Patron Saints

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Patron Saints

Learn more about the lives and holy callings of Rosewood’s Patron Saints.  Please consider praying to these saints on behalf of the mission of Rosewood Foundation. We are grateful for your prayer support!


The Shrine of Our Lady of Good Help is the only Marian shrine in the United States on the site of an approved apparition of the Blessed Virgin Mary. Our Holy Mother had already appeared twice to a young woman named Adele along a rural trail. When she appeared for the third and final time, young Adele asked, “What more can I do, dear Lady?” Mary’s direction was simple: “Gather the children in this wild country and teach them what they should know for salvation.” “But how shall I teach them who know so little myself?” Adele asked. Mary replied, “Teach them their catechism, how to sign themselves with the sign of the Cross, and how to approach the sacraments; that is what I wish you to do. Go and fear nothing. I will help you.” Adele devoted the rest of her life to spreading Mary’s good news. Her commitment continues to be as inspiring as it is humbling to the thousands of visitors that journey to the Shrine every year.


Margaret was a blind, lame, hunchbacked dwarf, and her parents were horrified. For the first six years of her life, they kept her below stairs, concealing her among the many servants in their castle so that they didn’t have to acknowledge her as their own. Then her self-absorbed parents walled her into a tiny room off the chapel. Finally, though, there was hope. Margaret’s parents had heard of miracles being performed at a shrine some hours away and decided to take her there. When she was not cured, her parents left her to her fate, abandoning their blind child, who had never been in a public place before, without even telling her they were leaving. Margaret became a beggar and was a beacon of joy to all who met her, glorying in the goodness of God when most of us would see only how He had failed to provide. Margaret eventually became a Third Order Dominican. She served the sick and the dying, visited the imprisoned, worked many miracles in life and death, and frequently levitated when at prayer. When Margaret died, thousands of people came to her funeral praising her goodness and love and above all her refusal to be bitter in the face of terrible affliction. This unwanted child who “ought never to have been born” had become a great saint of God, bringing consolation to weary hearts and glory to God’s name.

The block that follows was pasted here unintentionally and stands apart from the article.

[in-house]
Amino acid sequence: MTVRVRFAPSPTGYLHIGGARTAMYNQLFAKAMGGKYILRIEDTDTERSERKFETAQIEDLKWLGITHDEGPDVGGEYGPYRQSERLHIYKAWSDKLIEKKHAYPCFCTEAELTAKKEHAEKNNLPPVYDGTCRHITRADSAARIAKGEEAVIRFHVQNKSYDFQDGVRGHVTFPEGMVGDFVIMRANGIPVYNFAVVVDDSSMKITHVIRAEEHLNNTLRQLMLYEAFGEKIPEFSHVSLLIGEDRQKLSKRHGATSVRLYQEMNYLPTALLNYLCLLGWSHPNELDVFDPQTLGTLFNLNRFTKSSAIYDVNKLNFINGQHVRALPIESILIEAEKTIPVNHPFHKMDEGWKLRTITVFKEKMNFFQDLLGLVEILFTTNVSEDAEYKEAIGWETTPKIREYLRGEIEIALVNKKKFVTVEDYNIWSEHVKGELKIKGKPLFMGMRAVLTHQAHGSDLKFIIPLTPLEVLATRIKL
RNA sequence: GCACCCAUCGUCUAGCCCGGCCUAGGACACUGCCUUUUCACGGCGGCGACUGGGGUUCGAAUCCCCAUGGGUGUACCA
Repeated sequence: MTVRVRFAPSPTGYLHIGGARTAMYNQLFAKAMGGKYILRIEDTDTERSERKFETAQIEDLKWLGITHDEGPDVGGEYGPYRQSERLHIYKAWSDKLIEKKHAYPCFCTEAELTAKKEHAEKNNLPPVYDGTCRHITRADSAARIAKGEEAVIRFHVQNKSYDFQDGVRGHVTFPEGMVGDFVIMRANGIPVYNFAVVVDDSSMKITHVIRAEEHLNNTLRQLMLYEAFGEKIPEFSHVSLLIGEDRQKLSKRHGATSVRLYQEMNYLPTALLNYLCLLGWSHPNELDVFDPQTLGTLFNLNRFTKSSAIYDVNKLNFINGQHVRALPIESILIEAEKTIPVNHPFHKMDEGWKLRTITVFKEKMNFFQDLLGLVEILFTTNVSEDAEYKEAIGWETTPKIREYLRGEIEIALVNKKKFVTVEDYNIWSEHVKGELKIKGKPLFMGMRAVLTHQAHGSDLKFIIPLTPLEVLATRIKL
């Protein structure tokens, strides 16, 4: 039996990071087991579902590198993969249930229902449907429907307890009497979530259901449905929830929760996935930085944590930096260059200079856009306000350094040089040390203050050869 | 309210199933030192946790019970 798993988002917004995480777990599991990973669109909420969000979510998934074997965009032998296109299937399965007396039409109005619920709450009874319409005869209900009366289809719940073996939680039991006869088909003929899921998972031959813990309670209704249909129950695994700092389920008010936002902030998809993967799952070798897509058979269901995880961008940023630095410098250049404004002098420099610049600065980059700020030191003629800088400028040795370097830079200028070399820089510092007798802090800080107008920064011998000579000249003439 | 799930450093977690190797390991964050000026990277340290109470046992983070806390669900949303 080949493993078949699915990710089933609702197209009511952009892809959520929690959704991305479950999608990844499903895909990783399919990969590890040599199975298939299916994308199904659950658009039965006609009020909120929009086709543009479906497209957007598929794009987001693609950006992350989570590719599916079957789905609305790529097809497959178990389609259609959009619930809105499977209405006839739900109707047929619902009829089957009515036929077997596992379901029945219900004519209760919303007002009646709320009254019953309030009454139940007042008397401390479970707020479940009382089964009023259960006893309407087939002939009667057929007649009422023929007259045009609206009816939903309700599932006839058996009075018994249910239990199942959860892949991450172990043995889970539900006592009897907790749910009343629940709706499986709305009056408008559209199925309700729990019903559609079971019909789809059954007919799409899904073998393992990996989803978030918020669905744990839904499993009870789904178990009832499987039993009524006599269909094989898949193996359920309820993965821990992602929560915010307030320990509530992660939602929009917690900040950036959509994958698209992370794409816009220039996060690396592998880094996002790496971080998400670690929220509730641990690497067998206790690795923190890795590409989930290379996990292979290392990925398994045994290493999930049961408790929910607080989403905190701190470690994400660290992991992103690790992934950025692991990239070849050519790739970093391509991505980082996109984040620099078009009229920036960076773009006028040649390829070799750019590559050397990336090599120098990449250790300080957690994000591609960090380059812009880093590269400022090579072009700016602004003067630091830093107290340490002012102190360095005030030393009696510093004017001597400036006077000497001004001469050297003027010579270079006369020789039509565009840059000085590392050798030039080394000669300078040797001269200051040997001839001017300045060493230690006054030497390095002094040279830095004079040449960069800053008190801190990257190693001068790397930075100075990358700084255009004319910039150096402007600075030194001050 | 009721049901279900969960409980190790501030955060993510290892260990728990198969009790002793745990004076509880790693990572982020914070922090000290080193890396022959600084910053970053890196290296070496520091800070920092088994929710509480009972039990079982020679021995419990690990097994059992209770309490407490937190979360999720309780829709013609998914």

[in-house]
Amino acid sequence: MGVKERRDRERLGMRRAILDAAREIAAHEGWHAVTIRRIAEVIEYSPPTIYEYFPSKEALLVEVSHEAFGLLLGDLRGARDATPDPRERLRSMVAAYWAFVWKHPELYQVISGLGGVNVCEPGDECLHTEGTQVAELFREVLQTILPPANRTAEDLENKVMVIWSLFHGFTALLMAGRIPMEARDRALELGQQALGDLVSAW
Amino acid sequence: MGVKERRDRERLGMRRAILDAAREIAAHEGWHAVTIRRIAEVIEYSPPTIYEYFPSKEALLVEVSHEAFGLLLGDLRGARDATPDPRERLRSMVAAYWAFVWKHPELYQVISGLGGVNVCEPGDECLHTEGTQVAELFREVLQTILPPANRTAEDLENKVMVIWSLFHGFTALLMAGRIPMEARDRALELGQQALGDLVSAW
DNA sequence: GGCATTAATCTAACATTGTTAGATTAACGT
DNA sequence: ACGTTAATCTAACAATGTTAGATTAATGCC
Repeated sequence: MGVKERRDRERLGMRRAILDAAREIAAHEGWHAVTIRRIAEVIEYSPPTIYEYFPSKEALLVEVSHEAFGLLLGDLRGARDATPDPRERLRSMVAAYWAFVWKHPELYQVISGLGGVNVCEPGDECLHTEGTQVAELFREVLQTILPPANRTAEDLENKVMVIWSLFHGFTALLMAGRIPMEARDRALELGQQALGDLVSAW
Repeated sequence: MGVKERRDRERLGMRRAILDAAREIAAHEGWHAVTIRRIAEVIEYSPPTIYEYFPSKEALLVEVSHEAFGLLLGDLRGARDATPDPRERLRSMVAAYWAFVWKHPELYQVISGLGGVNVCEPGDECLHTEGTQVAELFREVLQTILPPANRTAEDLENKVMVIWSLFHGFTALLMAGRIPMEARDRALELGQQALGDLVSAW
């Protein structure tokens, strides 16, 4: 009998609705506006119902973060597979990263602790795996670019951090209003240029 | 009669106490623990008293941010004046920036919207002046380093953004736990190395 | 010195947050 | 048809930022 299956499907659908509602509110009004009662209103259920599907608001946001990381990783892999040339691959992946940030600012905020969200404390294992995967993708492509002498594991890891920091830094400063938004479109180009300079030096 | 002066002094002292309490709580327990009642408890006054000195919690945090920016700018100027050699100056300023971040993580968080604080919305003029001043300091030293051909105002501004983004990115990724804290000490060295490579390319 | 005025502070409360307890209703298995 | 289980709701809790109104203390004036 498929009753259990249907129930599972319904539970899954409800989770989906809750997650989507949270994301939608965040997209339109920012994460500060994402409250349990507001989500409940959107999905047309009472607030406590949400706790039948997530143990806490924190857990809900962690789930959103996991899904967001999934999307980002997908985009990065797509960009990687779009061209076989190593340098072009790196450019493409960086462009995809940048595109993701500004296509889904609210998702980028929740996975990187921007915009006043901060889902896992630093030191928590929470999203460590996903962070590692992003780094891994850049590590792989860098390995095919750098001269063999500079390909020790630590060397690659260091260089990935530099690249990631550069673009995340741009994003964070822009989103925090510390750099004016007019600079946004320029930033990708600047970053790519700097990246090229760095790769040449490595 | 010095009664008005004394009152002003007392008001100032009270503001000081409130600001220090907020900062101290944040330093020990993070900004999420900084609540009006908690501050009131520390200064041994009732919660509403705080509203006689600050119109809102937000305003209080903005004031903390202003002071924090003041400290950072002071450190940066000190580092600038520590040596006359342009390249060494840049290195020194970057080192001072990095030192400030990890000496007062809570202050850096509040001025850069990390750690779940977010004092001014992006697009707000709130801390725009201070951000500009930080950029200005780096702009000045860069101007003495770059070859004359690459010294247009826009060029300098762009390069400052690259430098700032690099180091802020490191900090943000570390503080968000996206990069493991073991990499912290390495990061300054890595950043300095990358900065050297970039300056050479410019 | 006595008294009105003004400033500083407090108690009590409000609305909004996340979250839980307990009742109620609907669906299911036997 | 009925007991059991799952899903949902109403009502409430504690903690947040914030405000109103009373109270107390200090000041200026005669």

Blessed Herman of Reichenau was born with a cleft palate, cerebral palsy, and spina bifida to a farm family. His parents cared for him until the age of seven, but in 1020 they gave him over to the abbey of Reichenau Island in Lake Constance in southern Germany and he spent the rest of his life there. Herman flourished at the monastery and it was quickly discovered that while his body was crippled, his mind was extraordinary. He became a scholar in astronomy, theology, math, history and poetry. Herman was also a master of language and became fluent in Arabic, Greek and Latin. He became a Benedictine monk at age twenty. A genius, he studied and wrote on astronomy, theology, math, history, poetry, Arabic, Greek, and Latin. He built musical instruments, and astronomical equipment. In later life he became blind, and had to give up his academic writing. The most famous religious poet of his day, he is the author of Salve Regina and Alma Redemptoris Mater.


Upon entering the Novitiate and given his frail health and lack of a formal education, Brother André was assigned as doorkeeper of Notre Dame College in Montreal. He continued this assignment as a professed brother. Among his many duties, he greeted visitors and tended to their needs. Many people began to experience physical healing after praying with Brother André, and his reputation as a healer began to spread. So many people flocked to see him that the Congregation allowed him to see sick people at a trolley station across the street. Through it all, Brother André remained humble, often seeming confused that people would lavish such praise on him. He knew that the real source of these miraculous cures was St. Joseph’s intercession. His desire to increase devotion to St. Joseph inspired him to build a shrine to his favorite saint across the street from Notre Dame College. He saved the money he earned from giving haircuts at five cents apiece, eventually earning the $200 he needed to construct a simple structure. This shrine opened on October 19, 1904, and in 1909, Brother André was released from his duties as doorkeeper and assigned full-time as the caretaker of the Oratory of St. Joseph. The Oratory attracted large numbers of pilgrims, and plans were made to construct a large basilica. Brother André’s full-time ministry for the rest of his life was to receive the long lines of sick visitors who flocked to the Oratory to see him. He became known as the “Miracle Man of Montreal,” and thousands of miraculous healings were attributed to his intercession over the following decades.

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